What is congestive heart failure, and what are the treatment options?Congestive heart failure happens when the heart cannot pump well enough to distribute blood and oxygen to the tissues of the body. It can be caused by a number of factors. The most common is chronic hypertension, or high blood pressure. Other conditions that may lead to heart failure are coronary artery disease, congenital heart disease, valve disease and either very fast or very slow heart rhythms. There are many treatment options for heart failure, including:
- Medical management with drugs such as ACE (Angiotensin Converting Enzyme)
- Repair or replacement of damaged valves.
- Coronary artery bypass graft.
- Cardiomyoplasty, or the use of skeletal muscle to assist the heart.
- Heart transplantation, reserved as a last mode of therapy.
Is there only one type of heart failure?The term congestive heart failure is often used to describe all patients with heart failure. In reality, congestion (the build up of fluid) is just one feature of the condition and does not occur in all patients. There are two main categories of heart failure–Systolic and Diastolic. However, within each category, symptoms and effects may differ from patient to patient.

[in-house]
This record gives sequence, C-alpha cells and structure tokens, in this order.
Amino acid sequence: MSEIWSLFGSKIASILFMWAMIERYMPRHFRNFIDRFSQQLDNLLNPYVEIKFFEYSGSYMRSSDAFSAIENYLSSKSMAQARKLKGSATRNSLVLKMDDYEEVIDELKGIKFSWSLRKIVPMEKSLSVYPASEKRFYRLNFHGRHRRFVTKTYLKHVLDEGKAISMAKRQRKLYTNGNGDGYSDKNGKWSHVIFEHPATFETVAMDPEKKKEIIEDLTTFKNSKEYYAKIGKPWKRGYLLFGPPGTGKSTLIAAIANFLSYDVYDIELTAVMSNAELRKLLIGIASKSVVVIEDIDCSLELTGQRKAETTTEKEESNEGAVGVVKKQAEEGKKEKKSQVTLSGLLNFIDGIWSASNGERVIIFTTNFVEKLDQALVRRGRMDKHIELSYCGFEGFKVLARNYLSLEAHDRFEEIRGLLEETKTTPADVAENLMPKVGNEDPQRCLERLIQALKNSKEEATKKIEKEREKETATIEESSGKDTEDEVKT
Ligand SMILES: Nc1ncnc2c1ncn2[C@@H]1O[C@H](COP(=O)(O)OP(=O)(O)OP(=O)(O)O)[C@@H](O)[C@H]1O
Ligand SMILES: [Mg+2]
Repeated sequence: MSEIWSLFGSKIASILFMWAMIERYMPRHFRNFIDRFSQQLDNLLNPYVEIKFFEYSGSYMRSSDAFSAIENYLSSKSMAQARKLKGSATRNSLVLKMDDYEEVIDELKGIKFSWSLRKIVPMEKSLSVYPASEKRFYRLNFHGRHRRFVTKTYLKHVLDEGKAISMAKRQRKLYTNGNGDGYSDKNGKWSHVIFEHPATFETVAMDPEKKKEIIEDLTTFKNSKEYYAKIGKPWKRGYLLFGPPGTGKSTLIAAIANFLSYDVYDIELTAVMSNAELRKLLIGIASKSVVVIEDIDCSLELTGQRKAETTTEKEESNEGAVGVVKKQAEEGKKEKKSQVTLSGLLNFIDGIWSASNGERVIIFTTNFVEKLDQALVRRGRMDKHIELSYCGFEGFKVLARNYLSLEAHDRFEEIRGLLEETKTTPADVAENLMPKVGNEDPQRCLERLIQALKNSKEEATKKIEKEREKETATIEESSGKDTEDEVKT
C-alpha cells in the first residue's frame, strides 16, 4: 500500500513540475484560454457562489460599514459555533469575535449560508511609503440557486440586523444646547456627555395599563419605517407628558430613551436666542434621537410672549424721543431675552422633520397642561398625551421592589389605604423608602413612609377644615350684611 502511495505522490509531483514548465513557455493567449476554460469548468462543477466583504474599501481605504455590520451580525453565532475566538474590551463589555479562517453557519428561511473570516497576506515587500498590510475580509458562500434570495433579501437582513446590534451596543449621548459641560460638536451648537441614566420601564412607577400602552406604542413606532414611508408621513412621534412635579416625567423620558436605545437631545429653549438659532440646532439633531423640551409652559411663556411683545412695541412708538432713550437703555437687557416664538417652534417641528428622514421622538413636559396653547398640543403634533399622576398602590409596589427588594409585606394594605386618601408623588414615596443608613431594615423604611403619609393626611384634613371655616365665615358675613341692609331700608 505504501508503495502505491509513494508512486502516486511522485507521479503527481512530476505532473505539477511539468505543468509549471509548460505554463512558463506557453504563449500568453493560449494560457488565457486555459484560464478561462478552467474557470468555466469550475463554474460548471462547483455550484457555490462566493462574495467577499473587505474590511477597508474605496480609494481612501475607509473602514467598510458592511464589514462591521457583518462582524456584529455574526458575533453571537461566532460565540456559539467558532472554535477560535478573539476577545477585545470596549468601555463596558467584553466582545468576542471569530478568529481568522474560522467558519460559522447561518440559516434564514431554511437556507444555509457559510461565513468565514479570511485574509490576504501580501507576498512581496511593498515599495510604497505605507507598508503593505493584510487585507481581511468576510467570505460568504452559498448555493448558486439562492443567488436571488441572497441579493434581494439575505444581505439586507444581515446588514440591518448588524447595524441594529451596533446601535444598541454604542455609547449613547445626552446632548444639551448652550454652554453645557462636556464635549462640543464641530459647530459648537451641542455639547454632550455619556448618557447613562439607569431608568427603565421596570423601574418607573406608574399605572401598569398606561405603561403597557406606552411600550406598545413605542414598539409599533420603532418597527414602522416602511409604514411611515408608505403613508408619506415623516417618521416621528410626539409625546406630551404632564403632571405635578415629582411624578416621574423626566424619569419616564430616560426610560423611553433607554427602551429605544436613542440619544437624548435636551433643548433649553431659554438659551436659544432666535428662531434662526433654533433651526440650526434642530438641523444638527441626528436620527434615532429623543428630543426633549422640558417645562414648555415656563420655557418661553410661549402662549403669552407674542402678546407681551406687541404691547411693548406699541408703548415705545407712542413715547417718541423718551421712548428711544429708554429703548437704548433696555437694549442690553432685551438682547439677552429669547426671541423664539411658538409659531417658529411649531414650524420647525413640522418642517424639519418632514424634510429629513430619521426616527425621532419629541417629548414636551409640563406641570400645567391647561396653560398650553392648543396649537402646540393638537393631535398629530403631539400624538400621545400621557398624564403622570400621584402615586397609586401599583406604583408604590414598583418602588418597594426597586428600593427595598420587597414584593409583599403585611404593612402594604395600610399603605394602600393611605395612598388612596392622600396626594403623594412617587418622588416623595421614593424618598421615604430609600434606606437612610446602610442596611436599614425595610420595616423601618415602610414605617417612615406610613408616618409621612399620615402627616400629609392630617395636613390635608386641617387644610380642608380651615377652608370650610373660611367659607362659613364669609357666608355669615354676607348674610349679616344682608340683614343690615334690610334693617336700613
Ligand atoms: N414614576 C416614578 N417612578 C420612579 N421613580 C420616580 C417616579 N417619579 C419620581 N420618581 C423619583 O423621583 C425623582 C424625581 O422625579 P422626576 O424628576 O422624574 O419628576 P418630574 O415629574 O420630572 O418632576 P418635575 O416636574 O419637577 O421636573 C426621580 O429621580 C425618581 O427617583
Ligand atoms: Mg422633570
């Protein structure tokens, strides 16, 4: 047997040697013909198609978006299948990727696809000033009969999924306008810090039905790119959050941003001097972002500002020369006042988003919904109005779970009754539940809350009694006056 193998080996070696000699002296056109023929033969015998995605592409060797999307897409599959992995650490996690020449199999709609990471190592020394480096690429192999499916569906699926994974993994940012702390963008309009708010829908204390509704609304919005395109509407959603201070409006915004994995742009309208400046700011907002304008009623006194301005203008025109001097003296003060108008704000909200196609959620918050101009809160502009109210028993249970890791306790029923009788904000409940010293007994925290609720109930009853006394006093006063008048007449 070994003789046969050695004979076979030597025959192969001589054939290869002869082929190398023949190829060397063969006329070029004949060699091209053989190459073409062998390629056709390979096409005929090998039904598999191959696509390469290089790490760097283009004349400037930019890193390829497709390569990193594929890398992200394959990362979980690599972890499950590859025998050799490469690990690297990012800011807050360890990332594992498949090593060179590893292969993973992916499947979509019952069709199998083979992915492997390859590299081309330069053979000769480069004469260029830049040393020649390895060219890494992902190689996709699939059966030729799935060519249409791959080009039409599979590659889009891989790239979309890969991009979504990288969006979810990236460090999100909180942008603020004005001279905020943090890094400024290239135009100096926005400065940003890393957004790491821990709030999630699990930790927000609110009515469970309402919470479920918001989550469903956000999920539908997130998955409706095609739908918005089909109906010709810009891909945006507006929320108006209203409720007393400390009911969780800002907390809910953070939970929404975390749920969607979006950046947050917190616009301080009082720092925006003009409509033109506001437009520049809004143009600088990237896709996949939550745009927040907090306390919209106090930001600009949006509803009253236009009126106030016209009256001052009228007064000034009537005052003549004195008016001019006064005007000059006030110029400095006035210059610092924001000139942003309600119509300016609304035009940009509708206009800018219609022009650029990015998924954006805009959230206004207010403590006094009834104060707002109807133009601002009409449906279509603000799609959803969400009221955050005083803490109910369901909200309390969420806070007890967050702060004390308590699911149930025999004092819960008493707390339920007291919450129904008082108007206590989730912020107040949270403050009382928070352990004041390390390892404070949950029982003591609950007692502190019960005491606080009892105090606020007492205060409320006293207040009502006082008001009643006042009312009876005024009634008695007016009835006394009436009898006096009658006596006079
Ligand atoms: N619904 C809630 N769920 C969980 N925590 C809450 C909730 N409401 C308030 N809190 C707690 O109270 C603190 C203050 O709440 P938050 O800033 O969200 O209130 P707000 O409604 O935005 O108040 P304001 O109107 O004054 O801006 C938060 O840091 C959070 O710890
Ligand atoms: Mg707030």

The two categories are.Systolic heart failure
This occurs when the heart’s ability to contract decreases. The heart cannot pump with enough force to push a sufficient amount of blood into the circulation. Blood coming into the heart from the lungs may back up and cause fluid to leak into the lungs, a condition known as Pulmonary congestion.
Diastolic heart failure
This occurs when the heart has a problem relaxing. The heart cannot properly fill with blood because the muscle has become stiff, losing its ability to relax. This form may lead to fluid accumulation, especially in the feet, ankles, and legs. Some patients may have lung congestion.
Heart Failures are common
Between 2 to 3 million Americans have heart failure, and 400,000 new cases are diagnosed each year. The condition is slightly more common among men than women and is twice as common among African Americans as whites.
Heart failure causes 38,000 deaths a year and is a contributing factor in another 225,000 deaths. The death rate attributed to heart failure has doubled since 1968, in contrast to a greater than 50 percent decrease in coronary disease mortality during the same period. Heart failure mortality is twice as high for African Americans as whites for all age groups.
In a sense, heart failure’s growing presence as a health problem reflects the Nation’s changing population: More people are living longer. People aged 65 and older represent the fastest growing segment of the population, and the risk of heart failure increases with age. The condition affects 1 percent of people aged 50–59, but 10 percent of people aged 80–89.